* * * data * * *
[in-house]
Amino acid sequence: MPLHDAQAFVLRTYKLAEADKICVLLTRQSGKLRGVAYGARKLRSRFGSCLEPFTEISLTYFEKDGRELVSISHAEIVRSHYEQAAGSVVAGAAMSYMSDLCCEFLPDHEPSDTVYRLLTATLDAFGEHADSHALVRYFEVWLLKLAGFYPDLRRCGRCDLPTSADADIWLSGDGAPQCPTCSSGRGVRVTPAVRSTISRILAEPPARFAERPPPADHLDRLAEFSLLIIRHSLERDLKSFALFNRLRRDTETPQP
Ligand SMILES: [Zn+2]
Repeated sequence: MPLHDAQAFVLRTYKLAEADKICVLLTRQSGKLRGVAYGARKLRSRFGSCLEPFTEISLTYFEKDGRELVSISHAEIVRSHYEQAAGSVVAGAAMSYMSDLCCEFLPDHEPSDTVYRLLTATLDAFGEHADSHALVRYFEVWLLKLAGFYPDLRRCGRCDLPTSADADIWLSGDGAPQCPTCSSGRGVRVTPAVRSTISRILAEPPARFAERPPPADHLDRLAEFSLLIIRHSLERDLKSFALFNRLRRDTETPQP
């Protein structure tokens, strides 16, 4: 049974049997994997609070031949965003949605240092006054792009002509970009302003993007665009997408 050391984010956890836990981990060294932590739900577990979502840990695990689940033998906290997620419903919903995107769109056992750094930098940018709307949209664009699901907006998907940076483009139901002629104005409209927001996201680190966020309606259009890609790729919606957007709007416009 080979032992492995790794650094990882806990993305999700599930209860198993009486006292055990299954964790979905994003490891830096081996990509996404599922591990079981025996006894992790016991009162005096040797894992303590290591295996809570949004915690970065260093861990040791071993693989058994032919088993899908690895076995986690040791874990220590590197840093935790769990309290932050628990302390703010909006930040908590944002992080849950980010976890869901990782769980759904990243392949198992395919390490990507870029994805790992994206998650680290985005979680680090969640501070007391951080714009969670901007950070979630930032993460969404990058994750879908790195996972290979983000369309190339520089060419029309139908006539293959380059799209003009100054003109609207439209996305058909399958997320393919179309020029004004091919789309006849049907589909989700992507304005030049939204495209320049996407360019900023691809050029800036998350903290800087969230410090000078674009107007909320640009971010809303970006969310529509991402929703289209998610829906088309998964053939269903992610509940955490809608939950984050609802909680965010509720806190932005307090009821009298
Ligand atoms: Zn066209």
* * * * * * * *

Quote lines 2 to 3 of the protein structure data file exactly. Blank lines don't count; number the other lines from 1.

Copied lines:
Amino acid sequence: MPLHDAQAFVLRTYKLAEADKICVLLTRQSGKLRGVAYGARKLRSRFGSCLEPFTEISLTYFEKDGRELVSISHAEIVRSHYEQAAGSVVAGAAMSYMSDLCCEFLPDHEPSDTVYRLLTATLDAFGEHADSHALVRYFEVWLLKLAGFYPDLRRCGRCDLPTSADADIWLSGDGAPQCPTCSSGRGVRVTPAVRSTISRILAEPPARFAERPPPADHLDRLAEFSLLIIRHSLERDLKSFALFNRLRRDTETPQP
Ligand SMILES: [Zn+2]